February 22, 2013 /24-7PressRelease/
-- OSHA to focus inspections on high-risk workplaces
Article provided by Taradash Law Firm
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Everyone deserves to feel safe at work. To that end, the U.S. Occupational Safety and Health Administration issues comprehensive safety guidelines that employers are supposed to follow. Unfortunately, employers do not always abide by these rules, putting their employees at significant risk of work-related injuries and occupational diseases.
In an attempt to address this problem, OSHA regularly conducts compliance checks to ensure that workplaces are operating in accordance with safety regulations. In early January, 2013, the agency announced its plan to target inspections at workplaces with the highest rates of injury and illness.
The plan is part of OSHA's Site-Specific Targeting program. It focuses on non-construction workplaces that have 20 or more employees and a high risk of injury. The agency hopes that making proactive efforts to address safety at high-risk workplaces it can protect workers from falling victim to work-related injuries and illnesses.
Random inspections help
OSHA's focus is certainly well-placed. While some employers might argue that complying with federal safety regulations is costly and burdensome -- and therefore injurious to job growth -- evidence shows that random inspections go a long way toward making workplaces safer. What's more, evidence also demonstrates that these inspections are not as burdensome as some employers might claim.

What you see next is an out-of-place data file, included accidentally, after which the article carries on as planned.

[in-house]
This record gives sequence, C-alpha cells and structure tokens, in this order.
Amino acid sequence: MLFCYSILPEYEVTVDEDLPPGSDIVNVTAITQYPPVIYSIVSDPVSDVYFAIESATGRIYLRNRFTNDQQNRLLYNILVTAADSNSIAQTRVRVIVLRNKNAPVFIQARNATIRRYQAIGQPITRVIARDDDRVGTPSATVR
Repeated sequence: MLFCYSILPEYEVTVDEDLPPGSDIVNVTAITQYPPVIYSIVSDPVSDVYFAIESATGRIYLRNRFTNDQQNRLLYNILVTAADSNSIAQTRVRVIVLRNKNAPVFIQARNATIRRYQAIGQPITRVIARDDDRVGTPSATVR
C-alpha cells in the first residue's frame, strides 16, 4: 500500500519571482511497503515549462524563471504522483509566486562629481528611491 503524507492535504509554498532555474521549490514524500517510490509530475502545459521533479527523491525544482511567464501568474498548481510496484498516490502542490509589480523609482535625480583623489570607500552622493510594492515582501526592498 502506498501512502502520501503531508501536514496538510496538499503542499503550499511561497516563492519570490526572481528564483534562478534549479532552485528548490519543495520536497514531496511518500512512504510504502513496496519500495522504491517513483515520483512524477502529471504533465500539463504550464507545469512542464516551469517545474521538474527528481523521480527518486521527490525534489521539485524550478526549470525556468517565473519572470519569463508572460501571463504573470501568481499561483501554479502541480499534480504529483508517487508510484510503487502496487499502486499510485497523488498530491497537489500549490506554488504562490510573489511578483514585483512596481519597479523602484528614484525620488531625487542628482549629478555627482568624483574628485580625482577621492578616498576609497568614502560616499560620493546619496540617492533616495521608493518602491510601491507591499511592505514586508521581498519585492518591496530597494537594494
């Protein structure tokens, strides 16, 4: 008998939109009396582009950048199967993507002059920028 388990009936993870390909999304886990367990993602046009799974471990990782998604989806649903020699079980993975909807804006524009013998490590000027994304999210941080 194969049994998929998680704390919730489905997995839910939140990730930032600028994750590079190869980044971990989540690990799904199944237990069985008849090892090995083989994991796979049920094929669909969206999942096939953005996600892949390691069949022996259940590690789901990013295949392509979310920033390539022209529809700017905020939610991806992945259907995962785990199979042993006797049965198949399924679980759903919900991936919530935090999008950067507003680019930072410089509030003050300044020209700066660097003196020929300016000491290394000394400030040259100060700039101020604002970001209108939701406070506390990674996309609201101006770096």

These findings were part of a study conducted by an environmental management expert at the Harvard Business School. In the study, he found that workplaces that were subjected to random inspections experienced an approximately 9 percent reduction in work-related accidents in the four years after the date of the inspection. In addition, he found that the total cost associated with workplace injuries at the inspected workplaces declined by 26 percent during the same period.
Next, the researcher used financial data from Standard & Poor's to assess the economic impact of the random inspections. He found that the inspected workplaces experienced no decline in employment, earnings or sales as a result of the inspection.
Help for injured workers
Of course, OSHA does not have the time or resources to inspect every business. Even if it did, a comprehensive inspection scheme cannot prevent every single work injury or occupational disease.
When a work-related injury or illness does happen, it is important for the injured worker to take steps to protect his or her rights. After a work accident, workers' compensation will provide benefits for medical care and replacement of lost wages. In some cases, injured workers may also be eligible for permanent or temporary disability benefits.
Workers' compensation is a no-fault system, meaning that injured workers do not need to show that their employer violated safety rules or was otherwise negligent. In addition, injured workers are eligible for benefits even if they were partially at fault for causing the accident.
If you or a loved one has been injured in a work accident, talk to an experienced workers' compensation attorney who can help you seek benefits.---
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